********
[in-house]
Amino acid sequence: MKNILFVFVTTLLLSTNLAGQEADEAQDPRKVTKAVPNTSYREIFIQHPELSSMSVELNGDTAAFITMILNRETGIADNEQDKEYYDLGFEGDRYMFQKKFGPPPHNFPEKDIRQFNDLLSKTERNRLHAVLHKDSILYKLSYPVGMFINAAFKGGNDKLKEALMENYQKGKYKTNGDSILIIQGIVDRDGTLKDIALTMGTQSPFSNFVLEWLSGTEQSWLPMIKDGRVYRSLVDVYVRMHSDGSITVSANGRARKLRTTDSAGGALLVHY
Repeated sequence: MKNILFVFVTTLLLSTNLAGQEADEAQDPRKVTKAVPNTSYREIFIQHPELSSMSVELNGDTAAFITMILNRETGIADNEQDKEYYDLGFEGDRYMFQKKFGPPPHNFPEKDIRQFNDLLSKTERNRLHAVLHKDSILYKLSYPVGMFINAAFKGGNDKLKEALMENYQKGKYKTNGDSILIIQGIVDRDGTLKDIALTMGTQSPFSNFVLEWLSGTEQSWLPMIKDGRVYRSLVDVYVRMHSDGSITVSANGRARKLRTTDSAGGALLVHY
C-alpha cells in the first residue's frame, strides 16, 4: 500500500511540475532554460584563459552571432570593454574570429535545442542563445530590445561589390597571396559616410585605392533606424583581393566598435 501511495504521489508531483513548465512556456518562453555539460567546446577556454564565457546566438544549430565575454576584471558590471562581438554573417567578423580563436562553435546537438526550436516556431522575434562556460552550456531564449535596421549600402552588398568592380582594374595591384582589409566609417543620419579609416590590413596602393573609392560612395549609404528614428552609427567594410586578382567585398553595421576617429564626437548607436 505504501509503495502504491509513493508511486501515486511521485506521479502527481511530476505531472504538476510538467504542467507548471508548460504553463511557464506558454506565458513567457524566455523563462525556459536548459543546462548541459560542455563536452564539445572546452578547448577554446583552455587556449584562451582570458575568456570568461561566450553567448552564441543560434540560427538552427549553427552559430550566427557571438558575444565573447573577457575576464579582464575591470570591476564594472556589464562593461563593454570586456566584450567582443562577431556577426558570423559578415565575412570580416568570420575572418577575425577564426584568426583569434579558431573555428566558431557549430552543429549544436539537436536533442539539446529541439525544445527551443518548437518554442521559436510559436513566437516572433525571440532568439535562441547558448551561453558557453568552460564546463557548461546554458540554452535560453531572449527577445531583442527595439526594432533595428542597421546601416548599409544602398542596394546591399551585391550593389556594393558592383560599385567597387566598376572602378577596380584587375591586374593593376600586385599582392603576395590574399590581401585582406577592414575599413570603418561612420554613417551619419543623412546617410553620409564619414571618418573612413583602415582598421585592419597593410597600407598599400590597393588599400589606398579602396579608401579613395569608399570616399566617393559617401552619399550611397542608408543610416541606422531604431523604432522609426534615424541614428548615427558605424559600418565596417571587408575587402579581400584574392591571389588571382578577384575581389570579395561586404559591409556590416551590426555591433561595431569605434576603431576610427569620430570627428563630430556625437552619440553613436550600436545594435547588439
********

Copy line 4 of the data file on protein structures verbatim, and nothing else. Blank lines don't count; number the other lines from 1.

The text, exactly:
C-alpha cells in the first residue's frame, strides 16, 4: 500500500511540475532554460584563459552571432570593454574570429535545442542563445530590445561589390597571396559616410585605392533606424583581393566598435 501511495504521489508531483513548465512556456518562453555539460567546446577556454564565457546566438544549430565575454576584471558590471562581438554573417567578423580563436562553435546537438526550436516556431522575434562556460552550456531564449535596421549600402552588398568592380582594374595591384582589409566609417543620419579609416590590413596602393573609392560612395549609404528614428552609427567594410586578382567585398553595421576617429564626437548607436 505504501509503495502504491509513493508511486501515486511521485506521479502527481511530476505531472504538476510538467504542467507548471508548460504553463511557464506558454506565458513567457524566455523563462525556459536548459543546462548541459560542455563536452564539445572546452578547448577554446583552455587556449584562451582570458575568456570568461561566450553567448552564441543560434540560427538552427549553427552559430550566427557571438558575444565573447573577457575576464579582464575591470570591476564594472556589464562593461563593454570586456566584450567582443562577431556577426558570423559578415565575412570580416568570420575572418577575425577564426584568426583569434579558431573555428566558431557549430552543429549544436539537436536533442539539446529541439525544445527551443518548437518554442521559436510559436513566437516572433525571440532568439535562441547558448551561453558557453568552460564546463557548461546554458540554452535560453531572449527577445531583442527595439526594432533595428542597421546601416548599409544602398542596394546591399551585391550593389556594393558592383560599385567597387566598376572602378577596380584587375591586374593593376600586385599582392603576395590574399590581401585582406577592414575599413570603418561612420554613417551619419543623412546617410553620409564619414571618418573612413583602415582598421585592419597593410597600407598599400590597393588599400589606398579602396579608401579613395569608399570616399566617393559617401552619399550611397542608408543610416541606422531604431523604432522609426534615424541614428548615427558605424559600418565596417571587408575587402579581400584574392591571389588571382578577384575581389570579395561586404559591409556590416551590426555591433561595431569605434576603431576610427569620430570627428563630430556625437552619440553613436550600436545594435547588439